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Question of the Day: Why do we pronounce the "x" in "quixotic?"

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( 9 comments — Leave a comment )
counterfeitfake
Apr. 1st, 2013 08:28 pm (UTC)
littlewashu
Apr. 2nd, 2013 12:22 am (UTC)
You're being too coy. Can you explain what you mean? I have a few guesses but it would be easier if you just told me. Then I could explain why I find your response unsatisfactory. (Or maybe my guesses are wrong and I will find your explanation satisfactory.)

(Sorry, I'm an old lady now and don't have much patience for communicating like we used when we were young. I prefer words these days, as boring as that is.)
counterfeitfake
Apr. 2nd, 2013 12:24 am (UTC)
Just that some people (THE BRITISH??) believe you pronounce the X in Quixote as well.

I mean they're crazy and wrong but at least they're consistent.

Anyway, it's not just the X, it's the hard Q sound too, right? The whole word is pronounced differently than Quixote.
littlewashu
Apr. 2nd, 2013 12:32 am (UTC)
See, I never would have known you were referring to anything British if you hadn't used your words! Having a conversation is nice.

So maybe it comes from that.

Also, fun fact I just remembered: the first time I ever encountered the word "quixotic" (that I remember) was as a "mood" that one could choose to accompany a LiveJournal post. Like how I brought that around?
counterfeitfake
Apr. 2nd, 2013 10:02 pm (UTC)
Another part of how we used to communicate was you being cranky to me all the time and me thinking it was charming.
littlewashu
Apr. 3rd, 2013 07:48 pm (UTC)
Aw, I wasn't even being cranky! It just came across that way because a) I hate using emoticons and b) I have a lifetime history of being cranky. But I wasn't cranktakerous, I swear! You should give me the benefit of the doubt from now on. (I'm assuming that it's not nearly as charming anymore.)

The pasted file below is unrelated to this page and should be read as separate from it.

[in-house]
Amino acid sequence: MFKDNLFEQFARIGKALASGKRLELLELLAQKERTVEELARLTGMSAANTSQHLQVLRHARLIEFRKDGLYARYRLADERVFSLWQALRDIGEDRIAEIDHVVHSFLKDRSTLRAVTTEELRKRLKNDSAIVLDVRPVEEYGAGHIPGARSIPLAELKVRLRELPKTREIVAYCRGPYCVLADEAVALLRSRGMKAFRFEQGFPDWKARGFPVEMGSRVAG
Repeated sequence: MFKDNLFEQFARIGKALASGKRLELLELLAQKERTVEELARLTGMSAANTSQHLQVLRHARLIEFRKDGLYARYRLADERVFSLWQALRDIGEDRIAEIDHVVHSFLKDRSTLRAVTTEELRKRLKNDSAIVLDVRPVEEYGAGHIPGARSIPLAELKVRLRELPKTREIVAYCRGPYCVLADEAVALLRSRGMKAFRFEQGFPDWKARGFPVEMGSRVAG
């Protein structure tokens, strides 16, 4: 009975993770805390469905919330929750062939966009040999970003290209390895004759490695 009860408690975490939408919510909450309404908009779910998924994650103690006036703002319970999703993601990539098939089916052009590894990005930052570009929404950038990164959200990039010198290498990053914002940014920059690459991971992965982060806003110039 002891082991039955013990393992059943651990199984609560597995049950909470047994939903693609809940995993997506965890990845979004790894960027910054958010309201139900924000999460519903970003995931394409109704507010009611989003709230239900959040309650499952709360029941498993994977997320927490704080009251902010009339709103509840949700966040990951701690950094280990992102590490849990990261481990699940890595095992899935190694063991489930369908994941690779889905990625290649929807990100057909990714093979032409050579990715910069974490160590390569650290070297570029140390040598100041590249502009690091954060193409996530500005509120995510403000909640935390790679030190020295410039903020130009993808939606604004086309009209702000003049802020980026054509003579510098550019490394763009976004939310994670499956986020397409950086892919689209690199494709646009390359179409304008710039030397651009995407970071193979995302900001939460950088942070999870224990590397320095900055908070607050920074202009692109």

counterfeitfake
Apr. 3rd, 2013 09:49 pm (UTC)
Oh all right. I'm going to a therapist for being too grumpy, after all.
schtune
Apr. 2nd, 2013 06:16 pm (UTC)
Not inane; very..."ane"?
Because when there's an irregularity in a language, doing something new-but-standard within that language forces the word to follow regular rules and "straighten out" the irregularity to some degree.

For example, "fly" as a baseball verb ("to fly out") comes from the noun "fly (ball)", so it takes a regular past -- "flied (out)" instead of the root verb's irregular past "flew".

Similarly, though it's a pronunciation issue instead of grammar, "Quixote" is borrowed completely from Spanish, of course, so we generally use the Spanish pronunciation. "Quixotic", however, is an English (American English?) word, and as such is subject to our regular pronunciation patterns.
littlewashu
Apr. 3rd, 2013 07:49 pm (UTC)
Re: Not inane; very..."ane"?
Good answer! Schtune wins.
( 9 comments — Leave a comment )

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